The African War, written by one of Caesar’s lieutenants, gives a detailed account of the entire campaign. The writer states that’when Caesar had advanced about three miles from the camp, scouts and advance patrols of horsemen brought word that they had seen the enemy’s forces not far away,’ and he ordered his small group of cavalry together with a few archers to follow him slowly in regular order. His total force was 30 cohorts, 400 cavalry and 150 archers.
Labienus formed a long, closely packed line of regular cavalry, Numidian light cavalry and archers. Caesar deployed a single line with archers in front and cavalry to cover both wings. In this engagement, he was exposed to a new type of enemy tactics. As The African War points out:'[Caesar’s] infantry, in pursuing the enemy cavalry too far from the standards exposed their flanks and received javelin wounds from the Numidians nearest them, while the speed of the [enemy] cavalry enabled them easily to evade the soldiers’ pikes. He therefore sent the order along the ranks that no soldier was to advance more than four feet ahead of the standards.’
When his troops were again surrounded, Caesar executed a brilliant maneuver, as outlined in The African War:’Ordering his line to be extended as far as possible; then commanding alternate cohorts to face about, so that one was drawn up behind the standards, the next in front. By this ploy, he split the enemy formation in two on the right and left wings. He then cut one-half off from the other by means of his cavalry and proceeded to launch an attack from inside with his infantry, who hurled volleys of missiles and put the enemy to flight.’ After his adversaries had been repulsed with heavy casualties, Caesar fell back within his own defenses. Enemy reinforcements arrived, however, and he again had to rally his forces before retiring at day’s end. Having narrowly escaped annihilation, he realized he would have to exercise more caution in future operations and wait for reinforcements to arrive.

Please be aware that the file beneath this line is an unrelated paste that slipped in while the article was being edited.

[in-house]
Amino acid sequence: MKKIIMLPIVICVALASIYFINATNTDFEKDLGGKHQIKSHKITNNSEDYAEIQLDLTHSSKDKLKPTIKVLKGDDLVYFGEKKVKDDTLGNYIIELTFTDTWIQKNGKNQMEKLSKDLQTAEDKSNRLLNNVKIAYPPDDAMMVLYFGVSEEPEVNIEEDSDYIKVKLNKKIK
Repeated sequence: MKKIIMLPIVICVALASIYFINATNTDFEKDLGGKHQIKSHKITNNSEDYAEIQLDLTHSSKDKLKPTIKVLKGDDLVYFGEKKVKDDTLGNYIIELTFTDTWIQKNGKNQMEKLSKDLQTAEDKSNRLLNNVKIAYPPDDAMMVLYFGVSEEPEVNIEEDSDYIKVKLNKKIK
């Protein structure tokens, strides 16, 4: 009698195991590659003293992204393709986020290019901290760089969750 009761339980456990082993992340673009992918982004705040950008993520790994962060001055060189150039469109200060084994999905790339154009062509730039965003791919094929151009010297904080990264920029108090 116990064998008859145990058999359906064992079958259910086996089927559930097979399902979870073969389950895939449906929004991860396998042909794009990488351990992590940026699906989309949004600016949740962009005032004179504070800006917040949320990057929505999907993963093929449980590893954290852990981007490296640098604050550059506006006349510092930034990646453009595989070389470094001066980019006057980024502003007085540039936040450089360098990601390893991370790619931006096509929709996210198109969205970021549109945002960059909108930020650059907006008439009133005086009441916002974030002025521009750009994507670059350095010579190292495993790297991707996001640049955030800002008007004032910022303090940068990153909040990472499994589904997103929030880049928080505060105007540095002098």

Following this encounter, there was a three-week hiatus. Caesar further strengthened his lines on the plateau of Ruspina and trained his recruits, while ships from his first convoy continuously arrived with reinforcements. Juba had been compelled to return to Numidia by the timely intervention of Bocchus of Mauretania and Publius Sittius, but he left some cavalry and 30 elephants with Scipio. Even without Juba’s help, the Pompeians were too strong for Caesar to launch an offensive, but finally the second segment of his expedition arrived, bringing two forces, Legions XIII and XIV, 800 cavalry and 1,000 archers and slingers. Now with eight legions, Caesar could hope for victory in a pitched battle before Juba returned.